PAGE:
Digestive Health In the Press Online

What antibiotics are doing to your gut – and how your body can fight back

Article originally published on The Daily Telegraph by Thea Jourdan 18 AUGUST 2019

Research by University College London found that a single course of antibiotics can change the composition of the microbiome for at least a year. But when you do have to take them, there are ways to minimise the damage to your gut microbiome, which is made up of a complex community of trillions of bacteria.

Glenn Gibson, professor of food microbiology at the University of Reading, says it’s “essential” when taking antibiotics to take prebiotics – which provide nutrition for microbes – and probiotics, which are living microbes that can be taken as capsules, pills or in food form.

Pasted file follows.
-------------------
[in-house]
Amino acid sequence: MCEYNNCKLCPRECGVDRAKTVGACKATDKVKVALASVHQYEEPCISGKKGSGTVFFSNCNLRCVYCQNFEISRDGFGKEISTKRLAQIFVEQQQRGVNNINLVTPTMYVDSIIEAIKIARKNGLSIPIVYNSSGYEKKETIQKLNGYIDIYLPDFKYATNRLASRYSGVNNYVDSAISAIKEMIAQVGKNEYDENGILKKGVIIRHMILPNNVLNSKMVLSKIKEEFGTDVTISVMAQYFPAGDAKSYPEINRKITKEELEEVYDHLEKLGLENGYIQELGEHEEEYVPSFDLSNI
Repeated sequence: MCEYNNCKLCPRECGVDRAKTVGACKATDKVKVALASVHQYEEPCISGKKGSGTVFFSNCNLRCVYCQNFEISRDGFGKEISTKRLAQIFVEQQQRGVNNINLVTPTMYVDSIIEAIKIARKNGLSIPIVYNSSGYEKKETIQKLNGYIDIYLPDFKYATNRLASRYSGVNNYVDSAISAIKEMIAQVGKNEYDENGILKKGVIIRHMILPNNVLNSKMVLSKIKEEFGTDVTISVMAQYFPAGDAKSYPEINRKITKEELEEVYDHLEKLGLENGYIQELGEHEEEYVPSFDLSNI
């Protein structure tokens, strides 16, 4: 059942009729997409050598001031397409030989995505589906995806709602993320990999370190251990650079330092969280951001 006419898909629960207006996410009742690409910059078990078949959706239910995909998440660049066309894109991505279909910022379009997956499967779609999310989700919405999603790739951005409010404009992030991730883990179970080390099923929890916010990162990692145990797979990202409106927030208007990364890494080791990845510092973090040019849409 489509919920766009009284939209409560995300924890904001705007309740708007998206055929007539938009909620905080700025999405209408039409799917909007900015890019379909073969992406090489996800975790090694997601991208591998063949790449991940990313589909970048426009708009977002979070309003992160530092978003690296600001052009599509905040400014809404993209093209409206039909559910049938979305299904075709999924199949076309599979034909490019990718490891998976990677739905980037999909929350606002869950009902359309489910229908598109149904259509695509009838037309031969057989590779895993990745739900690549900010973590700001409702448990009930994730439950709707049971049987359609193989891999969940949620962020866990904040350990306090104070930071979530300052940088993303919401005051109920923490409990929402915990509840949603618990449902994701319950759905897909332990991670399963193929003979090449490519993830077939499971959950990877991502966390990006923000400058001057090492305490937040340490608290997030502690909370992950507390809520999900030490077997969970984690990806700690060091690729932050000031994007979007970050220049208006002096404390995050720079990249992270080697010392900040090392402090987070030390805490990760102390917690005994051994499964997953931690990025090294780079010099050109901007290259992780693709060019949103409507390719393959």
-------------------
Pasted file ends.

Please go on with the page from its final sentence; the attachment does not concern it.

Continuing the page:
“They can certainly help resist the negative effects of antibiotics on the gut microbiome. They are routinely given in some countries when antibiotics are prescribed. That should happen here too. I tell anyone I know taking antibiotics to take pre or probiotics too.”

Professor Gibson recommends BiMuno for a prebiotic and Danone Acimel as a probiotic. He believes that people should take them regularly for general good health and does so himself, but if you’re taking antibiotics, he advises taking them, “as a minimum”, during the course and for a week after finishing it.

“They can help with many issues such as gastroenteritis, IBS, transit time, and abdominal discomfort (including gas). Current research is also looking at brain effects and influences on the symptoms of obesity.”

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